Striving for Insights from Design Research


The analysis and synthesis of research data is the process by which we move from observations to understanding. As discussed elsewhere, there are a number of methods we employ to make this leap. The key consideration here is that we move beyond what we observe – from our adoption and usage data, satisfaction surveys, interview notes, photographs, videos, or journal studies -, or even themes of observations, to a deeper understanding based on empathic insights.

I’ve witnessed the difficulties people can have making this leap, and yet these leaps are crucial to the design process. A design based on what we recorded, rather than insights, will lack clarity and is more prone to solving superficial problems rather than deeper, more significant problems. Quite simply: if we don’t push towards understanding, we are unlikely to reach towards the designs we really need.

The patterns that we look for in our data – the connections we seek and forge between observations – are intended to deliver on that understanding. We look for what people do – the activities that fill their daily lives; the habits, rituals, jobs, and leisure. These are the more obvious of what we observe.

But we also seek to understand why people do what they do. What are the drivers, influences and shapers of these activities? We look for their hopes and dreams, their cares and fears.

This is why observational, contextual and anthropological research techniques are so useful to the designer. They allow us to see much more than would otherwise be possible using other techniques. And with this additional visibility we are supposed to see more deeply – not just more.

When we understand people in this way, we gain an appreciation for the things that are of significance and hold meaning for them. At that point we can begin solving the problems, or creating the opportunities for the actvities, that hold that meaning.


People are generally not well placed to tell us what motivates them. So much of these influences are unconscious, tacit, cultural. Through observation and interviewing we are better able to identify these influences.

But there is a danger we see in the analysis of research data by designers – especially when carried out in isolation from the business stakholders on the project. That danger manifests as a superficiality of insight; a failure to move beyond observational themes and fall short of real understanding.

What is required is something akin to the “5 Whys” – the technique for determining root causes popularised by Toyota and lean manufacturing – to ask progressively deeper questions about the underlying causes for our observations and themes.

This is one of the main points in the design process when the team is called upon to mentally exert themselves. Whilst the work of research and analysis up to this point is strenuous, it falls to nil if the team fails to push beyon observations and themes. This effort is necessary if the design activities are to break new ground.

Mundane observations provide barren soil for the creation of design ideas. The failure to develop good ideas is probably due to a failure to make the important step from observation to insight.

So what does that step look like? And how do you know if you’ve successfully made it?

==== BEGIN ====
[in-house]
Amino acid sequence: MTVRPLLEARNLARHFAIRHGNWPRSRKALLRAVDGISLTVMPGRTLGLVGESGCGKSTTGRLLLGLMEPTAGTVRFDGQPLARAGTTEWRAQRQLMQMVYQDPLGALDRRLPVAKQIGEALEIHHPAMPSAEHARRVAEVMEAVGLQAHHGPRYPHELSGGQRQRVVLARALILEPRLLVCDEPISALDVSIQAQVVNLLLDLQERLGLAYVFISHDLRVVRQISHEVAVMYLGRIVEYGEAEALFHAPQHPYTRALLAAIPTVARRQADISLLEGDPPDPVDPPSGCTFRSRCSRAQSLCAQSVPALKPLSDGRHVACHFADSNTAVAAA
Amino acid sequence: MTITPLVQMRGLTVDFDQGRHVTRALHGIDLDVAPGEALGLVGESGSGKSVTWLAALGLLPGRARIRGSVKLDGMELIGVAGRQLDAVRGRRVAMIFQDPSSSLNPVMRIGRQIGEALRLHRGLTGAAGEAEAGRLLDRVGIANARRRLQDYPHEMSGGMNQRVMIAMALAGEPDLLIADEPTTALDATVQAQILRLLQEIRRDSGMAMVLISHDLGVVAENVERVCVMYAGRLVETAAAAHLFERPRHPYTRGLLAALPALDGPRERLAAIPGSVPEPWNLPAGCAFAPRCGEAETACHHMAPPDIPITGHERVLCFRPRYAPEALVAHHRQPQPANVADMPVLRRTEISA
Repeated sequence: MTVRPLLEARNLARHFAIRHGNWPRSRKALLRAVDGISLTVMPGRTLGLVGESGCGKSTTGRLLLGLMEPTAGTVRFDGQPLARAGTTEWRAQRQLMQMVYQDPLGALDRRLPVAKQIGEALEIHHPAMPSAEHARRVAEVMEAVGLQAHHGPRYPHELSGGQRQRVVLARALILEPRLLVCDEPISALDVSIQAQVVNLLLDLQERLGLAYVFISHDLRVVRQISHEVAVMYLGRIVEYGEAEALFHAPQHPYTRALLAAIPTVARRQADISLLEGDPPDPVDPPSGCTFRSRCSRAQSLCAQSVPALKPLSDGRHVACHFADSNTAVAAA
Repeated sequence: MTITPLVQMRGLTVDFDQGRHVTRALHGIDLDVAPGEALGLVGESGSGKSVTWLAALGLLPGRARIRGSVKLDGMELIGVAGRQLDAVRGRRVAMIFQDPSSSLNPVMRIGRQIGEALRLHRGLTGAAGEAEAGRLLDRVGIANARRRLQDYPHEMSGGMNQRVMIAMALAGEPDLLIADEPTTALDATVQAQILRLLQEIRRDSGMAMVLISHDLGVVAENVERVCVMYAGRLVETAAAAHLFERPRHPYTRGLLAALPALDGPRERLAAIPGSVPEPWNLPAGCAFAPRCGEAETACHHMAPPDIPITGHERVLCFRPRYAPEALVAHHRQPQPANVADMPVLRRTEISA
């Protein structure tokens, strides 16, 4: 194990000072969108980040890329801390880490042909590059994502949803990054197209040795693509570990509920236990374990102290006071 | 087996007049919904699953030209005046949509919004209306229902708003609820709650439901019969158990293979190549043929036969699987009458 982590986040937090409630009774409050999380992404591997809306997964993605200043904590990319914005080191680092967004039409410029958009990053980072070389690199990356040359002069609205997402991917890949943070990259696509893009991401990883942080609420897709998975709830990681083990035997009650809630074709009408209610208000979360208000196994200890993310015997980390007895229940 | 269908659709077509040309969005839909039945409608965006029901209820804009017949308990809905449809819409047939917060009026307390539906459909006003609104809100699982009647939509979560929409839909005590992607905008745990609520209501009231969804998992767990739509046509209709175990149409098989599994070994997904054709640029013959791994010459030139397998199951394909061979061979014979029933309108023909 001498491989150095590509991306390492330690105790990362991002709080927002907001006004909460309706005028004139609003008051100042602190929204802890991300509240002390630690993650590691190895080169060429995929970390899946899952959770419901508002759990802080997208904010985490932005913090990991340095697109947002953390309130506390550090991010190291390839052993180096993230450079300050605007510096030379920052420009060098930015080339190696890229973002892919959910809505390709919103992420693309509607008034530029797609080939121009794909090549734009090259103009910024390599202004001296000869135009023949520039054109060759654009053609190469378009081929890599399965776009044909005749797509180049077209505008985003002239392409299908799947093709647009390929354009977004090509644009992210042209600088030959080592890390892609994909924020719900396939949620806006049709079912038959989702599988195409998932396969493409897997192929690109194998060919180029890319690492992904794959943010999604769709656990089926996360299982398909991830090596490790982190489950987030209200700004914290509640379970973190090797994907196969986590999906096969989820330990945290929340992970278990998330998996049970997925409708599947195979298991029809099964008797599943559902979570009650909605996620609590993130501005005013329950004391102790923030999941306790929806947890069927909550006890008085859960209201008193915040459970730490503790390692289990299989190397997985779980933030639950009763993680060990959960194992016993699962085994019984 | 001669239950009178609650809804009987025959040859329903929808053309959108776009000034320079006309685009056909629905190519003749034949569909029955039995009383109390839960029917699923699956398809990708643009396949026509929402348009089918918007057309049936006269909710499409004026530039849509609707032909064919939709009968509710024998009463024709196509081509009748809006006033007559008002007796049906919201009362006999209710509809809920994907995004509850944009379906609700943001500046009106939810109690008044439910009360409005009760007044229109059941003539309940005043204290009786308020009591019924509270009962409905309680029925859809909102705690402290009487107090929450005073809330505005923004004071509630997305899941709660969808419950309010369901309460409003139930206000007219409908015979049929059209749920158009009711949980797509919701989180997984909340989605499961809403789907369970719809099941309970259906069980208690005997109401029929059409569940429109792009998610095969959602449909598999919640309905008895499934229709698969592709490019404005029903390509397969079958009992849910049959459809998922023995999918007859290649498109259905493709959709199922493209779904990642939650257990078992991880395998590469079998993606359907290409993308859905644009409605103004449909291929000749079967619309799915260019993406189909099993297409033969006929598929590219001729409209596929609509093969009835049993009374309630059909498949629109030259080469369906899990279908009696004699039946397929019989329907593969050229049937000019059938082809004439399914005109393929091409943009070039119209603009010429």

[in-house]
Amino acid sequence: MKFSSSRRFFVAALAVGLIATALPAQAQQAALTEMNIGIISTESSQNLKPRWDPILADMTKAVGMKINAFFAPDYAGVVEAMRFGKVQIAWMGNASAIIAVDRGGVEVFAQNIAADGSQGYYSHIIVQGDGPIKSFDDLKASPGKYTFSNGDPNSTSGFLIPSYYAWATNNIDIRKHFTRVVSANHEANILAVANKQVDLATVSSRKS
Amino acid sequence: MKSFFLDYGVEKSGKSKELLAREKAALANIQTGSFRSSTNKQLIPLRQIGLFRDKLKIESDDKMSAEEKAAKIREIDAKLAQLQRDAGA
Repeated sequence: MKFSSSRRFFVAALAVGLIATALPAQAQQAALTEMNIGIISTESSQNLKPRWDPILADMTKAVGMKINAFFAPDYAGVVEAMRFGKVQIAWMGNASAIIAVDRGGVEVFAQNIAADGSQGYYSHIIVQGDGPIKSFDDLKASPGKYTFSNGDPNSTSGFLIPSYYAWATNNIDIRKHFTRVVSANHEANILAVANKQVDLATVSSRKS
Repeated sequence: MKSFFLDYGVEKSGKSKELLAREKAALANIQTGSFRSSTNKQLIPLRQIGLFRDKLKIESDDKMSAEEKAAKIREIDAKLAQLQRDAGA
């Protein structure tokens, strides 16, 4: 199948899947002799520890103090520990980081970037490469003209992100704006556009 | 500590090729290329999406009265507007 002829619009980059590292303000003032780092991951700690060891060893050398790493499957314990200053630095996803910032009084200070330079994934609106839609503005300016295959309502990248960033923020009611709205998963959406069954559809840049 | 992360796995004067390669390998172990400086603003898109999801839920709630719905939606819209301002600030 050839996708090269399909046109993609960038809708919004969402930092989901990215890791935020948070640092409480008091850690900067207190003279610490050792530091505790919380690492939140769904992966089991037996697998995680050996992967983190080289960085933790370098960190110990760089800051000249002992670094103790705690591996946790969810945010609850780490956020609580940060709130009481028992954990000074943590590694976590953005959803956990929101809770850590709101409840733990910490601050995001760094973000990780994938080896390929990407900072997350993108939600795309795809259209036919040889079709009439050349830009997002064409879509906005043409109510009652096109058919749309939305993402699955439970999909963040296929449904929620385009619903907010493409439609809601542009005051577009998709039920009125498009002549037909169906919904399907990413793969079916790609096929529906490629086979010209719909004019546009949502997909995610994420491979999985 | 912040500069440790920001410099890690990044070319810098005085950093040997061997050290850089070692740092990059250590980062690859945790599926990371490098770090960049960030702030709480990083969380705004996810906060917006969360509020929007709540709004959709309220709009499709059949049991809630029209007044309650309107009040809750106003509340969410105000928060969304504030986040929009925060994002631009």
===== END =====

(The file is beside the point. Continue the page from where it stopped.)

As we go through our research data the first step is typically to group duplicate or very similar observations together. Repetition is important and a good point to note. And it’s easy to recognise. As a first pass through our data – it’s a smart one.

For example, we might note a series of very similar points of confusion showing up amongst our participants. Collectively, this is still an observation.

As we move through our data, we might note other instances where confusion arises. Together, these represent a theme.


If we stop at themes we will have stopped well short of the potential. At this stage in our analysis we need to look at our themes and obserations and look for an underlying cause. To explain what we have seen, we need to bring our own experience to bear as well.

This step requires effort. We need to keep digging until we hit fresh and fertile soil. That ‘soil’ contains real insight about our audience; insight that explains the behaviour we’ve been observing. Our own past experience auds us in this endeavour – this person and subjective perspective is entirely appropriate. This is why we include a diversity of backgrounds and experiences in the project team, and look upon that diversity as a source of strength – not as a weakness.

In many respects, an insight is an hypothesis about the world. In many cases it is outside our sphere of activity to test whether our insights are accurate. This is why a sketch-based ideation and critique activity is important to the design process. But that is a topic for another article.

When faced with thousands of data points (as one project team here at Meld currently faces) it is easy to be daunted by the task of moving from observation to theme and then to insight. Especially daunting when taking into account that several different groupings of the data may be warranted.

This is exactly when it becomes critically important to move past what you’ve observed, towards a point of insight. At that point, not only have you done justice to the research and the stories you have heard, but you’ve also delivered on the intention of design research: understanding.

And that means you’re ready to move on to the next stage of designing.

1 Comment
  • Daniel Szuc

    April 17, 2012 at 1:27 pm Reply

    Great reading and good timing as we are about to go into a session to dig further into observations from Home Visits over the last week.


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